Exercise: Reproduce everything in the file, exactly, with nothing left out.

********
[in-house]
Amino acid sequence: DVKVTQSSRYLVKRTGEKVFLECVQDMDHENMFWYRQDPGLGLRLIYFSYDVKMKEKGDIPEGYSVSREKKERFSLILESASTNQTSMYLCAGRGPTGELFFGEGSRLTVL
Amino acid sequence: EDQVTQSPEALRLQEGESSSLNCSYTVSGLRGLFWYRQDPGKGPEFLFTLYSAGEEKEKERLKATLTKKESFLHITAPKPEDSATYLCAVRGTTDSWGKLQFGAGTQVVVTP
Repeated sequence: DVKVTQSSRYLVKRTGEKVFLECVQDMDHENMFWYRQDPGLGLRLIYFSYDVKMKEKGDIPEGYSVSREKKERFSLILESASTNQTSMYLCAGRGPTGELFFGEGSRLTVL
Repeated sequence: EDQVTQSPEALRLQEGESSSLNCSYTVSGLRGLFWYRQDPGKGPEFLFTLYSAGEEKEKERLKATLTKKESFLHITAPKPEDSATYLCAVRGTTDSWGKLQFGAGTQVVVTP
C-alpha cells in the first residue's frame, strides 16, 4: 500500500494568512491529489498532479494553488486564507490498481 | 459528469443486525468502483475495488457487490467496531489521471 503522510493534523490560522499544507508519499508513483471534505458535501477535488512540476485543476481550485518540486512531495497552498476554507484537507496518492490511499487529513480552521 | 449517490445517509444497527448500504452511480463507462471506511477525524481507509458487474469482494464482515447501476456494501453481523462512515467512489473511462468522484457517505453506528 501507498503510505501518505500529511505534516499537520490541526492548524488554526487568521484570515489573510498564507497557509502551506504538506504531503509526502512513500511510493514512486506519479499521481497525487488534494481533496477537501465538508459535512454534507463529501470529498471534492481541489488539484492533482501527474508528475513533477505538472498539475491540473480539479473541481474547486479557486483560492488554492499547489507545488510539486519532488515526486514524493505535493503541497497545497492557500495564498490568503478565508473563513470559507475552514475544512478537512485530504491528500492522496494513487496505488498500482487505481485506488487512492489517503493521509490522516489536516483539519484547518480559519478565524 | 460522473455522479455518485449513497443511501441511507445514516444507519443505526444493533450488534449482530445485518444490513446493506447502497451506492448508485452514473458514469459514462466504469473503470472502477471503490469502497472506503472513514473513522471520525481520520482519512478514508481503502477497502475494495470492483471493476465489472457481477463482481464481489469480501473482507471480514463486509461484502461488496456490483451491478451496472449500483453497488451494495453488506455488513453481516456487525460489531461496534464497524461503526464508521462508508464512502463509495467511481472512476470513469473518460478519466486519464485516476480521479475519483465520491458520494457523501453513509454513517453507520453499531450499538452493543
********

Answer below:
[in-house]
Amino acid sequence: DVKVTQSSRYLVKRTGEKVFLECVQDMDHENMFWYRQDPGLGLRLIYFSYDVKMKEKGDIPEGYSVSREKKERFSLILESASTNQTSMYLCAGRGPTGELFFGEGSRLTVL
Amino acid sequence: EDQVTQSPEALRLQEGESSSLNCSYTVSGLRGLFWYRQDPGKGPEFLFTLYSAGEEKEKERLKATLTKKESFLHITAPKPEDSATYLCAVRGTTDSWGKLQFGAGTQVVVTP
Repeated sequence: DVKVTQSSRYLVKRTGEKVFLECVQDMDHENMFWYRQDPGLGLRLIYFSYDVKMKEKGDIPEGYSVSREKKERFSLILESASTNQTSMYLCAGRGPTGELFFGEGSRLTVL
Repeated sequence: EDQVTQSPEALRLQEGESSSLNCSYTVSGLRGLFWYRQDPGKGPEFLFTLYSAGEEKEKERLKATLTKKESFLHITAPKPEDSATYLCAVRGTTDSWGKLQFGAGTQVVVTP
C-alpha cells in the first residue's frame, strides 16, 4: 500500500494568512491529489498532479494553488486564507490498481 | 459528469443486525468502483475495488457487490467496531489521471 503522510493534523490560522499544507508519499508513483471534505458535501477535488512540476485543476481550485518540486512531495497552498476554507484537507496518492490511499487529513480552521 | 449517490445517509444497527448500504452511480463507462471506511477525524481507509458487474469482494464482515447501476456494501453481523462512515467512489473511462468522484457517505453506528 501507498503510505501518505500529511505534516499537520490541526492548524488554526487568521484570515489573510498564507497557509502551506504538506504531503509526502512513500511510493514512486506519479499521481497525487488534494481533496477537501465538508459535512454534507463529501470529498471534492481541489488539484492533482501527474508528475513533477505538472498539475491540473480539479473541481474547486479557486483560492488554492499547489507545488510539486519532488515526486514524493505535493503541497497545497492557500495564498490568503478565508473563513470559507475552514475544512478537512485530504491528500492522496494513487496505488498500482487505481485506488487512492489517503493521509490522516489536516483539519484547518480559519478565524 | 460522473455522479455518485449513497443511501441511507445514516444507519443505526444493533450488534449482530445485518444490513446493506447502497451506492448508485452514473458514469459514462466504469473503470472502477471503490469502497472506503472513514473513522471520525481520520482519512478514508481503502477497502475494495470492483471493476465489472457481477463482481464481489469480501473482507471480514463486509461484502461488496456490483451491478451496472449500483453497488451494495453488506455488513453481516456487525460489531461496534464497524461503526464508521462508508464512502463509495467511481472512476470513469473518460478519466486519464485516476480521479475519483465520491458520494457523501453513509454513517453507520453499531450499538452493543